• 1956 Died: William Boeing, American aviation pioneer and businessman, founder of The Boeing Company, the largest global aircraft manufacturers.
  • 1952 Born: Sylvia Kristel, Dutch actress, best known for playing the leading role in four of the seven Emmanuelle films.
  • 1951 The Colombia Broadcasting System, CBS, made the first color televisions became available for sale to the general public, the product was discontinued less than a month later.
  • 1939 A second supplementary protocol of the 1939 Hitler-Stalin Pact was signed by Germany and the Soviet Union. The protocol set the boundaries of division of Poland between the Soviet Union and Germany after their invasion during World War II.
  • 1936 Born: Emmett Chapman, American musician and inventor, best known for invention of the Chapman stick, an electric musical instrument, composing of a stick and 8, 10 or 12 strings. It was designed as a fully polyphonic chordal instruments and it cal cover several musical parts simultaneously.
  • 1935 Died: William Kennedy Dickson, Scottish inventor, employee of Thomas Edison. Dickson and his team at the Edison lab worked on development of Kinetoscope and roll film. Dickson left Edison's company and produced the mutoscope, a form of hand cranked peep show movie machine.
  • 1934 Born: Brigitte Bardot, French actress, singer and model, animal rights activist. She gained international acclaim after starring in a controversial film And God Created Woman. She became one of the 1950s and 1960s sex symbols. After retirement from the show business in 1973 she established herself as an animal rights activist.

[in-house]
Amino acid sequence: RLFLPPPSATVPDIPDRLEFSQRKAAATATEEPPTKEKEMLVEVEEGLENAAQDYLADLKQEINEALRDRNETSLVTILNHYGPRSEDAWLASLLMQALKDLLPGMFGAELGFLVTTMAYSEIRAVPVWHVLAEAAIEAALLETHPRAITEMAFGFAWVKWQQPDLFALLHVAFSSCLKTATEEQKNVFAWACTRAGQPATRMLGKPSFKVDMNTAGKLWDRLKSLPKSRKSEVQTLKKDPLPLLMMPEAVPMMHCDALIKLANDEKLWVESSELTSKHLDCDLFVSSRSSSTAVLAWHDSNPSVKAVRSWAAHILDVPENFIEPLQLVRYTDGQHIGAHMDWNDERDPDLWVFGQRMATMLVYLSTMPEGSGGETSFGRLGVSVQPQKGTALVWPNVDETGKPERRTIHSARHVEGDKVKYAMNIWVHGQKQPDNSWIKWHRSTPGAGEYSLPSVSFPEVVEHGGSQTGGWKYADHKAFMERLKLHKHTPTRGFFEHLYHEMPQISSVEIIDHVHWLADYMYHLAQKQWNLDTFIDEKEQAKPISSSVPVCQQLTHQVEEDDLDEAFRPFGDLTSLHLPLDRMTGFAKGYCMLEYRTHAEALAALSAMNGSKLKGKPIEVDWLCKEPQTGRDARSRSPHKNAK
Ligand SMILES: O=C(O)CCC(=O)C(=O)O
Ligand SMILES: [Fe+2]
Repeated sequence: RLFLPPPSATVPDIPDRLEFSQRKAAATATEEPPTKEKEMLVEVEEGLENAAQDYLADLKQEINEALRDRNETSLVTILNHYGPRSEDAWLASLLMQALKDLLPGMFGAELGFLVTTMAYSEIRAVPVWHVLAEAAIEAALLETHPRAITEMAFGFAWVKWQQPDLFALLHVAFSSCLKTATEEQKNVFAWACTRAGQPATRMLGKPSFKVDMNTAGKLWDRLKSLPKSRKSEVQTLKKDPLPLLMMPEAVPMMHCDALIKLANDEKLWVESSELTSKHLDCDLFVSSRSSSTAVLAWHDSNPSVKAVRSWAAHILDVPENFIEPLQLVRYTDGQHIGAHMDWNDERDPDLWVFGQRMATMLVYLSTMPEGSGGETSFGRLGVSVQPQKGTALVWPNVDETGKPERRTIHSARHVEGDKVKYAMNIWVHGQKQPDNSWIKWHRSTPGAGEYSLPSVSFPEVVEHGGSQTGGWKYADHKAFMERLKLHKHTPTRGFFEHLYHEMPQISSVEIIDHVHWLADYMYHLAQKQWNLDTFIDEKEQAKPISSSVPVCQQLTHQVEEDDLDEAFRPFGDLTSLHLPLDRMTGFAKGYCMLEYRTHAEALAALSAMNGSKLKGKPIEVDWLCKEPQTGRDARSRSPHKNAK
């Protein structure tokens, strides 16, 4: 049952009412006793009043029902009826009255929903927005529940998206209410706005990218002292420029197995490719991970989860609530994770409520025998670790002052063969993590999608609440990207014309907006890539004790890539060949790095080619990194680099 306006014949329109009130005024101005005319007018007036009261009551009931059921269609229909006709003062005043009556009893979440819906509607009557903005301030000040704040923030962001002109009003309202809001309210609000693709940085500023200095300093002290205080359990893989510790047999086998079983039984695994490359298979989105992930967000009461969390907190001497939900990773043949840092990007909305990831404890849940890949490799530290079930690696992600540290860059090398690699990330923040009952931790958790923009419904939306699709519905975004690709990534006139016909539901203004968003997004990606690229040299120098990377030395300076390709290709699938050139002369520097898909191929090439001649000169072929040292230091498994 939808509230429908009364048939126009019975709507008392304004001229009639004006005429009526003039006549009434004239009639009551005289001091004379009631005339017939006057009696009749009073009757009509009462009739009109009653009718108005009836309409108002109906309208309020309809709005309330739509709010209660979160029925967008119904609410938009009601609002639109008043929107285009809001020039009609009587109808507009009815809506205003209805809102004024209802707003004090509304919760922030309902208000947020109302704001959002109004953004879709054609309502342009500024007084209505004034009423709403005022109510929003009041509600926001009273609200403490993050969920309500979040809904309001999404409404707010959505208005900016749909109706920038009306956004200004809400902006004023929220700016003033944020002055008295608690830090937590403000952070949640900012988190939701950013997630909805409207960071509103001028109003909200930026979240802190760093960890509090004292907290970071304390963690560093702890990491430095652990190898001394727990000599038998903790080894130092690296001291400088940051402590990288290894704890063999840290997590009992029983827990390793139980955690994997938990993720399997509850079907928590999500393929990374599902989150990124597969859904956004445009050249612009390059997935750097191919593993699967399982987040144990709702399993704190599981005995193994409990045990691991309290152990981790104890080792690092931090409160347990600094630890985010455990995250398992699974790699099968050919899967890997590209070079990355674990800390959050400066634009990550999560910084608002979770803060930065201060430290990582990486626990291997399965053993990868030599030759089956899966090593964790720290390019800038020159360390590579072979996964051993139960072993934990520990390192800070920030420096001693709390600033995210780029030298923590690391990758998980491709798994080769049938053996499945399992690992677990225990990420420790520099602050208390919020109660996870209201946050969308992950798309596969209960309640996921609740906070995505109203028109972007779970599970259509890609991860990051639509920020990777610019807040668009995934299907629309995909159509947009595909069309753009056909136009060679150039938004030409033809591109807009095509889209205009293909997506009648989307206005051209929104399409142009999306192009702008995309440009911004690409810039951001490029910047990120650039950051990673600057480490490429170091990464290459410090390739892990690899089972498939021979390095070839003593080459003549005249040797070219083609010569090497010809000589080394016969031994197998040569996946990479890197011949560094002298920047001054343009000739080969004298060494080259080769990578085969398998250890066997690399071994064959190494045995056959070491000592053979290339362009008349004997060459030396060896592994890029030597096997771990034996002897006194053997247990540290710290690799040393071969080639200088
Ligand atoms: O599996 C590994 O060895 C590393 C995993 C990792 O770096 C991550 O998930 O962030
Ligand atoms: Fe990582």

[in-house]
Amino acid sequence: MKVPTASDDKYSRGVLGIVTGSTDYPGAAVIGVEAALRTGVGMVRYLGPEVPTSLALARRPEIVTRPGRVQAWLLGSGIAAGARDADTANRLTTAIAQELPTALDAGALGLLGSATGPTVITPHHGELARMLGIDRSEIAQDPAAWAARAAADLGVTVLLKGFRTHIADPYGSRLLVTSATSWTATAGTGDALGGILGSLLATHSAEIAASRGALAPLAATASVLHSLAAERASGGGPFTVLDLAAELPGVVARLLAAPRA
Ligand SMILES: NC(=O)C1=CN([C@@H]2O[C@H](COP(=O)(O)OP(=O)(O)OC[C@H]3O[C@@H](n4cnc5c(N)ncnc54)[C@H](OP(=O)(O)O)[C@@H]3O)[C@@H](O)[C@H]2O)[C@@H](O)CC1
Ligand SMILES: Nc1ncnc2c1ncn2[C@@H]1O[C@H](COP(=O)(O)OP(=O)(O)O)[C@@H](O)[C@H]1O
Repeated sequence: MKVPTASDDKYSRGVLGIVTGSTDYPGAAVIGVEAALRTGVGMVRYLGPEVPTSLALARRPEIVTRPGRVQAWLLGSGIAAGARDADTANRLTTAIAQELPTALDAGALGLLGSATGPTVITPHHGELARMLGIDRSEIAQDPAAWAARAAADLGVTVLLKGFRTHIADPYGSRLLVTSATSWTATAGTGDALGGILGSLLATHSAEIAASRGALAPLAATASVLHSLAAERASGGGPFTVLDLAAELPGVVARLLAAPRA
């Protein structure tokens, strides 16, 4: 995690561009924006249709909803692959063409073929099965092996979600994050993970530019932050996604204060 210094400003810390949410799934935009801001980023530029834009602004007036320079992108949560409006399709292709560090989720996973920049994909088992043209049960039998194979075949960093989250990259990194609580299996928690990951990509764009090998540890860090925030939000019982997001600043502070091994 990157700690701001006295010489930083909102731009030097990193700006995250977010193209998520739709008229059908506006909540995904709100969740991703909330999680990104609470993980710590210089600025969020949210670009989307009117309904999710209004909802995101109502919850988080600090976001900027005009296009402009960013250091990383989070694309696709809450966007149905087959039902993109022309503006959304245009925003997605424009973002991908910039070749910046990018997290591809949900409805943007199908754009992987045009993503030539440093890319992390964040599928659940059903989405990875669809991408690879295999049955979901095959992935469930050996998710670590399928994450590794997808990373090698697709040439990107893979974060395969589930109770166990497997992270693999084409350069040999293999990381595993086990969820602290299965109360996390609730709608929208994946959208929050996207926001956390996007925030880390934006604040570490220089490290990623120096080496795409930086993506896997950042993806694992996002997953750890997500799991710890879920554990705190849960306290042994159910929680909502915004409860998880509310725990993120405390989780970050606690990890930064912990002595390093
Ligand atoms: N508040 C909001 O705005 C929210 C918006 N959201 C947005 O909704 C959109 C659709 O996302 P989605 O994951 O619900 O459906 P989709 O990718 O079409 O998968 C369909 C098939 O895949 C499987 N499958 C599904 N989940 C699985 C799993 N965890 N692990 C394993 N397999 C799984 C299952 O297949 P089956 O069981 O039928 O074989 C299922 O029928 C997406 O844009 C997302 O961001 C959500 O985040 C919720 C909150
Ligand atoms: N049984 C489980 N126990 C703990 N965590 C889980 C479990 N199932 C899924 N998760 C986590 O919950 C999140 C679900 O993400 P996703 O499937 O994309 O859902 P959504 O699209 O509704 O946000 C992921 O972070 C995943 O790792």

• 1928 Sir Alexander Fleming noticed a bacteria-killing mold growing in his laboratory. This mold later became known as penicillin.
  • 1924 Born: Marcello Mastroianni, Italian actor, mostly starring in Frederico Fellini's movies. He gained international success with films Big Deal on Madonna street and La Dolce Vita.
  • 1901 Born: William S. Paley, American broadcaster, founder of CBS, the Columbia Broadcasting System. He built CBS from a small radio network to one of the foremost radio and television network operations in the USA.
  • 1895 Died: Louis Pasteur, French chemist and microbiologist, known for discoveries of vaccination for rabies and anthrax, pasteurization and microbial fermentation.
  • 1891 Died: Herman Melville, American author and poet of the American Renaissance period. He is best known for his novels Typee and Moby-Dick.
  • 1889 The first General Conference on Weights and Measures defined the length of a meter as the distance between two lines on a standard bar of an alloy of platinum with ten percent iridium, had measured at the melting point of ice.
  • 1856 Born: Kate Douglas Wiggin, American educator and author, best remembered for children's classic novel Rebecca of Sunnybrook Farm. She also founded the first free kindergarten in San Francisco in 1878 and devoted her life to the welfare of children in an era, when children were regarded as a cheap labor.
  • 1852 Born: Henri Moissan, French chemist, best remembered for his work in isolating fluorine from its compounds. This work brought him the Nobel Prize in Chemistry in 1906.
  • 1841 Born: Georges Clemenceau, French journalist and politician, leader of the Radical Party in France. He led the country in World War I and played a central role during the Third Republic. Clemenceau became one of the principal architects of Treaty of Versailles and won agreement on Germany's payment of large sums for reparations.